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China, India are worst polluters: Australia

November 01, 2006

CANBERRA, Oct 31: Australia pointed an accusing finger at China and India as major polluters on Tuesday as it refused to ratify the Kyoto Protocol on climate change despite a major new report warning of impending catastrophe.

Australia and the United States are the only two countries to have failed to ratify the agreement, which imposes targets for reducing emissions of the greenhouse gases blamed for global warming.

Prime Minister John Howard led strong government defiance of renewed pressure to ratify Kyoto in a rowdy session of parliament, saying China and India were major polluters who would not be curbed by Kyoto.

“The reason we will not sign Kyoto in its present form is that it does not comprehensively embrace all of the world's major emitters,” he said.

“And you cannot have an effective response to global warming unless you have all of the culprits in the net.

“Kyoto does not impose the obligations it would have imposed on Australia on countries like China and India.”

Howard's comments on the two Asian powerhouses were echoed throughout the day in radio and television interviews by ministers.

Former World Bank chief economist Sir Nicholas Stern said in a report commissioned by Britain that the economic fallout of climate change could be on the scale of the two world wars and the Great Depression of the 1930s.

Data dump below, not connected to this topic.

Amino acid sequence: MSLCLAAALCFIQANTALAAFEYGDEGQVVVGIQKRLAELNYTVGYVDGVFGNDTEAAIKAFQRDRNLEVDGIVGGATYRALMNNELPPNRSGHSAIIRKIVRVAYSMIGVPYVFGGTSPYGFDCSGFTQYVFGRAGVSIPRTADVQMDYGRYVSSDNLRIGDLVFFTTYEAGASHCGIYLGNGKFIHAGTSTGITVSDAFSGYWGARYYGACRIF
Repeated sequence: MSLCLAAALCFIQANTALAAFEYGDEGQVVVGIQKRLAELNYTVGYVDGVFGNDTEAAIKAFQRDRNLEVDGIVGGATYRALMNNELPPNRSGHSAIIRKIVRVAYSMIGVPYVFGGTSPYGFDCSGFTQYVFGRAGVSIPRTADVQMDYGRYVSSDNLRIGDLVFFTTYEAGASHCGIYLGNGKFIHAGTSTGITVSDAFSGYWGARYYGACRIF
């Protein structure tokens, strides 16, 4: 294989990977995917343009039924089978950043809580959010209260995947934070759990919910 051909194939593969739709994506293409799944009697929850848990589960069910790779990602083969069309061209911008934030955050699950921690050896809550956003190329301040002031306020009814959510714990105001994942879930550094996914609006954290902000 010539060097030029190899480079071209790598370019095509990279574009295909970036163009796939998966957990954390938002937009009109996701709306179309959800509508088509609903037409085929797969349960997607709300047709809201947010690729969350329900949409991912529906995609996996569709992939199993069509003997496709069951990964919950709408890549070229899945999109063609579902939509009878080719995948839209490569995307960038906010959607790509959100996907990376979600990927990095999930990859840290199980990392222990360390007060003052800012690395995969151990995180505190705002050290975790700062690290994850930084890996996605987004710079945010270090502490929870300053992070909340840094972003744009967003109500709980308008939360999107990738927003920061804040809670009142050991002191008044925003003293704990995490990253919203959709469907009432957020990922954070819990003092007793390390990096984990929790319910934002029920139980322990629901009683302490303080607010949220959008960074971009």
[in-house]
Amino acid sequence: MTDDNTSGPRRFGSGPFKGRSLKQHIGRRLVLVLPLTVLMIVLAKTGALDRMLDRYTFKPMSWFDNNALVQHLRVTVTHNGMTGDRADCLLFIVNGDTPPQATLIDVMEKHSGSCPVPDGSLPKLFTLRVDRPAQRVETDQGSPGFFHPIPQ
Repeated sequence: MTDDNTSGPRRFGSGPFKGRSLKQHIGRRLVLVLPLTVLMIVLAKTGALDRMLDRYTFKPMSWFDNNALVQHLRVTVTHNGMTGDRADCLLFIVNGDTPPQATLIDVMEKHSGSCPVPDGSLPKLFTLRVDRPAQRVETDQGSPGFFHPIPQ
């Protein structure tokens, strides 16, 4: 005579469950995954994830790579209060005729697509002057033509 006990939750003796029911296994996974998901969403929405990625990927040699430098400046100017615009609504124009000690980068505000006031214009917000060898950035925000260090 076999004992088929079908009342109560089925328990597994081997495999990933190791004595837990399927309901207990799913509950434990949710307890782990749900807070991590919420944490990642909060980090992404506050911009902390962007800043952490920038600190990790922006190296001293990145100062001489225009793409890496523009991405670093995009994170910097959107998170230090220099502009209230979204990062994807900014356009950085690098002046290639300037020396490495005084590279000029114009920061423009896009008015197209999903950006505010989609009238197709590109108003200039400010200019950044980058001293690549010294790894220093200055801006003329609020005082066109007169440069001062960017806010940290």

Sir Stern estimated that worldwide inaction could cost the equivalent of between five and 20 per cent of global gross domestic product every year.

By contrast, the cost of action would be equivalent to one percent of GDP, a `manageable’ increase equivalent to a one-off one percent goods price increase, Sir Stern said.

“There is still time to avoid the worst impact of climate change, if we act now and act internationally,” he said as he launched the report in London on Monday.

Australia, rich in the fossil fuels such as coal which are blamed for global warming, is the world's worst polluter on a per capita basis, but is responsible for a tiny fraction of global greenhouse gas emissions.

“The United States is not a member of Kyoto and if you add the US, India and China together you have virtually half the world's greenhouse gas emissions,” Mr Howard told parliament.

Despite refusing to ratify the agreement, Australia was doing better than most industrialised countries in meeting the targets set by Kyoto, he said.

Resources Minister Ian Macfarlane said Australia would be `the only country in the world without nuclear energy that will reach the Kyoto target’.

Australia had committed 1.5 billion dollars to lower greenhouse gas emissions and had last week announced major environmental projects, including a huge solar power station, he said.—AFP